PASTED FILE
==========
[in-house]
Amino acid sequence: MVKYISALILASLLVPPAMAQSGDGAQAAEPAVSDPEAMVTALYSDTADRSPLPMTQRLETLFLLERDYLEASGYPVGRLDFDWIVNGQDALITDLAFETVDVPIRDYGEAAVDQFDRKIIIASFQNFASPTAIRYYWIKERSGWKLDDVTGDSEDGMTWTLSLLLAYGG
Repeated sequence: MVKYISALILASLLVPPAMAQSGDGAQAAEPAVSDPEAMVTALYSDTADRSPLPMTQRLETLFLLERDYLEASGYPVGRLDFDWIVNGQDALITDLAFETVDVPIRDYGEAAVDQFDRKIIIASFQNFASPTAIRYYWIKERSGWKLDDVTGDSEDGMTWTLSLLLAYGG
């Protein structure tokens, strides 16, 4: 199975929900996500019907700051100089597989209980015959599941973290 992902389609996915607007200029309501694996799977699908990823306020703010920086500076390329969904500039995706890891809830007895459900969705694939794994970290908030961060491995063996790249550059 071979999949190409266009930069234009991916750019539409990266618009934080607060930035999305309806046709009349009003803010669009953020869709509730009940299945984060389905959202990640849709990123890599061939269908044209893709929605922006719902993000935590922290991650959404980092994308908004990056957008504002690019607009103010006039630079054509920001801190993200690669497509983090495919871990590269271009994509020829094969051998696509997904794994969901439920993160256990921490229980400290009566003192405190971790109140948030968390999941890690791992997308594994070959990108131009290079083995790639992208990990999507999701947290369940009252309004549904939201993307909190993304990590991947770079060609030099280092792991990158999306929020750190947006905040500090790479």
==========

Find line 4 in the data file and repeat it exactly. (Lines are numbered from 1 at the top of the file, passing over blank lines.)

């Protein structure tokens, strides 16, 4: 199975929900996500019907700051100089597989209980015959599941973290 992902389609996915607007200029309501694996799977699908990823306020703010920086500076390329969904500039995706890891809830007895459900969705694939794994970290908030961060491995063996790249550059 071979999949190409266009930069234009991916750019539409990266618009934080607060930035999305309806046709009349009003803010669009953020869709509730009940299945984060389905959202990640849709990123890599061939269908044209893709929605922006719902993000935590922290991650959404980092994308908004990056957008504002690019607009103010006039630079054509920001801190993200690669497509983090495919871990590269271009994509020829094969051998696509997904794994969901439920993160256990921490229980400290009566003192405190971790109140948030968390999941890690791992997308594994070959990108131009290079083995790639992208990990999507999701947290369940009252309004549904939201993307909190993304990590991947770079060609030099280092792991990158999306929020750190947006905040500090790479």